MONTREAL — SNC-Lavalin says it was justified in firing a former executive last year because it claims he acted illegally to help smuggle the son of Libya dictator Moammar Gadhafi to Mexico.
The engineering giant is defending itself against a nearly $1-million wrongful dismissal lawsuit filed by former controller Stephane Roy.
A newly unsealed police affidavit alleges that unidentified administrators of McGill University Health Centre committed fraud in the awarding of a $1.3-billion contract to SNC-Lavalin Group to build a superhospital in Montreal.
The document confirms for the first time that police suspect one or more MUHC managers were involved in the corruption scandal that has ensnared Canada’s largest engineering firm.
SNC-Lavalin’s former chief executive, Pierre Duhaime, was arrested last November for fraud and using forged documents in connection with the hospital project.
SNC-Lavalin Group Inc. is demanding that all independent consultants it does business with complete an “ethics exam” by the end of the year or risk losing their contracts with the company.
The move has provoked indignation among some of those consultants, one of whom denounced “the absurdity” of the engineering giant unilaterally forcing its will on its business associates to attempt to repair its battered reputation.
Swiss prosecutors have reportedly indicted a former top executive of Canadian engineering and construction giant SNC-Lavalin, alleging he helped launder millions of dollars used to win contracts in Libya and other North African countries.
Riadh Ben Aissa, a former vice-president at the Montreal-based company who has been detained since the spring, is now facing charges related to his role in an alleged scheme connected to $139-million in payments made by SNC-Lavalin, Swiss broadcaster RTS and CBC News reported.
MONTREAL – Canadian engineering giant SNC-Lavalin Group Inc. has hired Watergate investigator Michael Hershman to advise the company on anti-corruption issues as it takes steps to strengthen its business practices amid ongoing police investigations and allegations of wrongdoing involving former employees.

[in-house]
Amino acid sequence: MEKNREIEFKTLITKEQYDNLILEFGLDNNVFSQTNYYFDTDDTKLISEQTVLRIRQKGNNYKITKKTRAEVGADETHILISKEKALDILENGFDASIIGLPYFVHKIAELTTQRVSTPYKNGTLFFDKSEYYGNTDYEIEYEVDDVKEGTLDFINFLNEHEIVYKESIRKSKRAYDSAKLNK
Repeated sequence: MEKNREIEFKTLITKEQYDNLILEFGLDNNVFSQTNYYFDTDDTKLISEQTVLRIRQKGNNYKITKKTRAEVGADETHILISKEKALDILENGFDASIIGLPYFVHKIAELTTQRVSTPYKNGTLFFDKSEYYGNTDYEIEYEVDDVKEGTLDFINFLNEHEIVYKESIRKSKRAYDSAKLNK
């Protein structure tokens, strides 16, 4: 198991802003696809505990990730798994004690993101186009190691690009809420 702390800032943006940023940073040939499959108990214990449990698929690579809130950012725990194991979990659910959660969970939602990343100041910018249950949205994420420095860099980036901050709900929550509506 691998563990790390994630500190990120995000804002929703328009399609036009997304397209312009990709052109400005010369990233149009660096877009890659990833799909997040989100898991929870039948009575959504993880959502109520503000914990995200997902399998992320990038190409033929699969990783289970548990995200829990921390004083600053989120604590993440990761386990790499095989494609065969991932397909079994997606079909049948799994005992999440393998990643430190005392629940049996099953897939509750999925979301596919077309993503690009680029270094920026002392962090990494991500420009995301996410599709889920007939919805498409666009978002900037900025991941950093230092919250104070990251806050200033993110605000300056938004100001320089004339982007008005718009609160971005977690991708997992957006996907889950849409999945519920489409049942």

MONTREAL — Allegations of impropriety swirling around SNC-Lavalin and Quebec’s construction industry has prompted the Shriners to take greater control of who builds its new Montreal hospital, the philanthropic group said Thursday.
The Shriners selected SNC-Lavalin to manage construction of the $127-million hospital that will be built adjacent to a $2.35-billion super-hospital set to open in the summer of 2015.
MONTREAL — The Quebec Court of Appeal has rebuffed the provincial securities regulator, which feared there was a risk of “collusion” if SNC-Lavalin auditors were given details about its investigation into the scandal that has engulfed the engineering giant.
In a ruling issued Wednesday, Quebec’s highest court supported the review office of l’Autorite des marches financiers, which allowed an SNC-Lavalin executive under investigation to provide details to the company’s audit committee and external auditors Deloitte & Touche.
Accused of fraud, former SNC-Lavalin Group Inc. chief executive Pierre Duhaime left the company with a retirement payout potentially worth $13.2-million including stock options. And the engineering giant has no way other than suing him to try to get the money back.
That’s the view of Luis Navas, an executive compensation specialist with Toronto-based Global Governance Advisors, whose clients include Bank of Montreal.
MONTREAL – Quebec’s special anti-corruption police squad has arrested former SNC-Lavalin Inc. chief executive Pierre Duhaime.
Montreal media outlets reported the arrest Wednesday morning. A spokesman for the squad did not immediately return calls.
SNC shares fell 1.5% to $40.29 in morning trading as the news spread.
MONTREAL — Troubled engineering giant SNC-Lavalin has hired a former Siemens executive to guide the company on ethics and matters of corporate governance.
Andreas Pohlmann will begin his duties as chief compliance officer on March 1, SNC-Lavalin said Friday.
Former SNC CEO Pierre Duhaime and another former top executive, Riadh Ben Aissa, are facing fraud charges stemming from a contract involving the building of the multibillion-dollar McGill University Health Centre in Montreal.